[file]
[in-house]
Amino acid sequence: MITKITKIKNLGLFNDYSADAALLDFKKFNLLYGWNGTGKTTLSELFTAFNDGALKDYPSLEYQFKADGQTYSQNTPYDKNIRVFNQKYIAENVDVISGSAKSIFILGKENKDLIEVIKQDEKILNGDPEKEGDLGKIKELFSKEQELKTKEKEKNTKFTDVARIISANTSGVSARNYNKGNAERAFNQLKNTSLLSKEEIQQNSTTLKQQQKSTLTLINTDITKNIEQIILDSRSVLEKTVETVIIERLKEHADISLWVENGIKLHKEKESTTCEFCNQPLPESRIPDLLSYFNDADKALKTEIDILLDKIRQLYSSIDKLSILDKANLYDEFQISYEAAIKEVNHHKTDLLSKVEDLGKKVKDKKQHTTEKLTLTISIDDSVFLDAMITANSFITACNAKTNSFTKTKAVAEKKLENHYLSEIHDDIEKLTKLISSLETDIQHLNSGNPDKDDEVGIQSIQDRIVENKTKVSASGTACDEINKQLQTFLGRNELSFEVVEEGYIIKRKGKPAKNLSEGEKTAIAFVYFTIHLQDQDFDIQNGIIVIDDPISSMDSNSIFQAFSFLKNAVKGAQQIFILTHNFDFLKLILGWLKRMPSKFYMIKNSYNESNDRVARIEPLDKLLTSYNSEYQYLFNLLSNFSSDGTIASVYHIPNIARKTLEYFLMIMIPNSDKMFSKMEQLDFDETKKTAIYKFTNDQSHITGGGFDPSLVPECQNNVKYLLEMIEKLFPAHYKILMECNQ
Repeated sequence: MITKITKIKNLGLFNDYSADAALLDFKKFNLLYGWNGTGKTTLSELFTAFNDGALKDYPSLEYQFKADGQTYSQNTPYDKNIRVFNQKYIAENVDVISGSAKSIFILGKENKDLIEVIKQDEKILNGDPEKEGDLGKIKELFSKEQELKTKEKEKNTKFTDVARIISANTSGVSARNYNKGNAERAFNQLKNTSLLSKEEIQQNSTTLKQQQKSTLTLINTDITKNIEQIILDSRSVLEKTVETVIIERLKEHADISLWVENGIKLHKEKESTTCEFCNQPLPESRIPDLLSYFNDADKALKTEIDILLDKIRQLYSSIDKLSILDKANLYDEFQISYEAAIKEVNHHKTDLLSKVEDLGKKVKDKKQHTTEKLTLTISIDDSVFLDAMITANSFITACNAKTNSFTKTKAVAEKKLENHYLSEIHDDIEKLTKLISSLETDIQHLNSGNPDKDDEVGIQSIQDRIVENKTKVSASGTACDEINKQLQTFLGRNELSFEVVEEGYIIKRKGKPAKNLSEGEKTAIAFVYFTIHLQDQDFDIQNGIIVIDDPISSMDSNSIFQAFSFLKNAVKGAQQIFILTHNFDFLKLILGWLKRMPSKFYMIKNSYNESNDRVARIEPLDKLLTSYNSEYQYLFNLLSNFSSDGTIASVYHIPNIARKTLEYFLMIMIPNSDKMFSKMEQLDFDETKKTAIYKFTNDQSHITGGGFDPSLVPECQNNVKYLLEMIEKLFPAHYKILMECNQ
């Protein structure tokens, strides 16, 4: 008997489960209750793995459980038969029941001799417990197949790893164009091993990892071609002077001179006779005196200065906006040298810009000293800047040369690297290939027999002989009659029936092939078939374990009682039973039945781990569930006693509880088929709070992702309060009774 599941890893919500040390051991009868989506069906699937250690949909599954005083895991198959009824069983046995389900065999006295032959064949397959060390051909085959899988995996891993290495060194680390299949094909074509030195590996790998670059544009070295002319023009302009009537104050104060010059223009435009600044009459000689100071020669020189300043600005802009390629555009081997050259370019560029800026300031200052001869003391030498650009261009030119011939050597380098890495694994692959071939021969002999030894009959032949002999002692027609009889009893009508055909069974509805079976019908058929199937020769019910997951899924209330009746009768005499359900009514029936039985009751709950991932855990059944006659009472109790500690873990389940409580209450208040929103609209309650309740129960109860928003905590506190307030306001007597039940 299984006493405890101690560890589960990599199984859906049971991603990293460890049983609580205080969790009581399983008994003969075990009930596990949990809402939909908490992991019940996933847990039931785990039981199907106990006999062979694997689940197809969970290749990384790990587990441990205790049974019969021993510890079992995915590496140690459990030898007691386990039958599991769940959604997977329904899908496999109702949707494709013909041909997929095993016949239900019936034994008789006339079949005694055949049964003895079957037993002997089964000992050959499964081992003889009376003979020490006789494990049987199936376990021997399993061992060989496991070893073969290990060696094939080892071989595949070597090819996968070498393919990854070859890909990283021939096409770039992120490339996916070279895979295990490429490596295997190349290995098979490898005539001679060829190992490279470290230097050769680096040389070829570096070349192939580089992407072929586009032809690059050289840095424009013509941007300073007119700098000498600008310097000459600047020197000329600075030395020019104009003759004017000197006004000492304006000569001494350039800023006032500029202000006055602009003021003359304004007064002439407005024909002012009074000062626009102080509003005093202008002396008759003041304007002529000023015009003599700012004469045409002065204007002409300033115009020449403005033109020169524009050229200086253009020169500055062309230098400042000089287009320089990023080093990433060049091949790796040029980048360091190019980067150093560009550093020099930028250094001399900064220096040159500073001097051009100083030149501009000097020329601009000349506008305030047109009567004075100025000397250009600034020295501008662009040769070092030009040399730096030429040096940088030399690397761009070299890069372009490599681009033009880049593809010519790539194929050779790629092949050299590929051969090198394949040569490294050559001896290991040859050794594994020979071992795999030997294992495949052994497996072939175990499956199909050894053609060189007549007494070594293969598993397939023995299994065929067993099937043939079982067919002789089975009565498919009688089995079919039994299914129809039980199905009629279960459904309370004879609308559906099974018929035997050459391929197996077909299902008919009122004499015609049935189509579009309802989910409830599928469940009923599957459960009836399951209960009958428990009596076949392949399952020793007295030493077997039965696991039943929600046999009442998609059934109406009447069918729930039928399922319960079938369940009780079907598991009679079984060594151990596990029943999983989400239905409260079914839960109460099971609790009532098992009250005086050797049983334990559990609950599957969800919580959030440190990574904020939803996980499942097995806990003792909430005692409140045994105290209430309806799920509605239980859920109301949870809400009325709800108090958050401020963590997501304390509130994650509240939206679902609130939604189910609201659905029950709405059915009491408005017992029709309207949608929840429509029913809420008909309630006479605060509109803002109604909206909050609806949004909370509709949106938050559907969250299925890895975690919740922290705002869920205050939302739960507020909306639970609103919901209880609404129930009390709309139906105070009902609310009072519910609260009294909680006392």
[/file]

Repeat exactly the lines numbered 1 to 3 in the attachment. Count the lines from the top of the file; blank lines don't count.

[in-house]
Amino acid sequence: MITKITKIKNLGLFNDYSADAALLDFKKFNLLYGWNGTGKTTLSELFTAFNDGALKDYPSLEYQFKADGQTYSQNTPYDKNIRVFNQKYIAENVDVISGSAKSIFILGKENKDLIEVIKQDEKILNGDPEKEGDLGKIKELFSKEQELKTKEKEKNTKFTDVARIISANTSGVSARNYNKGNAERAFNQLKNTSLLSKEEIQQNSTTLKQQQKSTLTLINTDITKNIEQIILDSRSVLEKTVETVIIERLKEHADISLWVENGIKLHKEKESTTCEFCNQPLPESRIPDLLSYFNDADKALKTEIDILLDKIRQLYSSIDKLSILDKANLYDEFQISYEAAIKEVNHHKTDLLSKVEDLGKKVKDKKQHTTEKLTLTISIDDSVFLDAMITANSFITACNAKTNSFTKTKAVAEKKLENHYLSEIHDDIEKLTKLISSLETDIQHLNSGNPDKDDEVGIQSIQDRIVENKTKVSASGTACDEINKQLQTFLGRNELSFEVVEEGYIIKRKGKPAKNLSEGEKTAIAFVYFTIHLQDQDFDIQNGIIVIDDPISSMDSNSIFQAFSFLKNAVKGAQQIFILTHNFDFLKLILGWLKRMPSKFYMIKNSYNESNDRVARIEPLDKLLTSYNSEYQYLFNLLSNFSSDGTIASVYHIPNIARKTLEYFLMIMIPNSDKMFSKMEQLDFDETKKTAIYKFTNDQSHITGGGFDPSLVPECQNNVKYLLEMIEKLFPAHYKILMECNQ
Repeated sequence: MITKITKIKNLGLFNDYSADAALLDFKKFNLLYGWNGTGKTTLSELFTAFNDGALKDYPSLEYQFKADGQTYSQNTPYDKNIRVFNQKYIAENVDVISGSAKSIFILGKENKDLIEVIKQDEKILNGDPEKEGDLGKIKELFSKEQELKTKEKEKNTKFTDVARIISANTSGVSARNYNKGNAERAFNQLKNTSLLSKEEIQQNSTTLKQQQKSTLTLINTDITKNIEQIILDSRSVLEKTVETVIIERLKEHADISLWVENGIKLHKEKESTTCEFCNQPLPESRIPDLLSYFNDADKALKTEIDILLDKIRQLYSSIDKLSILDKANLYDEFQISYEAAIKEVNHHKTDLLSKVEDLGKKVKDKKQHTTEKLTLTISIDDSVFLDAMITANSFITACNAKTNSFTKTKAVAEKKLENHYLSEIHDDIEKLTKLISSLETDIQHLNSGNPDKDDEVGIQSIQDRIVENKTKVSASGTACDEINKQLQTFLGRNELSFEVVEEGYIIKRKGKPAKNLSEGEKTAIAFVYFTIHLQDQDFDIQNGIIVIDDPISSMDSNSIFQAFSFLKNAVKGAQQIFILTHNFDFLKLILGWLKRMPSKFYMIKNSYNESNDRVARIEPLDKLLTSYNSEYQYLFNLLSNFSSDGTIASVYHIPNIARKTLEYFLMIMIPNSDKMFSKMEQLDFDETKKTAIYKFTNDQSHITGGGFDPSLVPECQNNVKYLLEMIEKLFPAHYKILMECNQ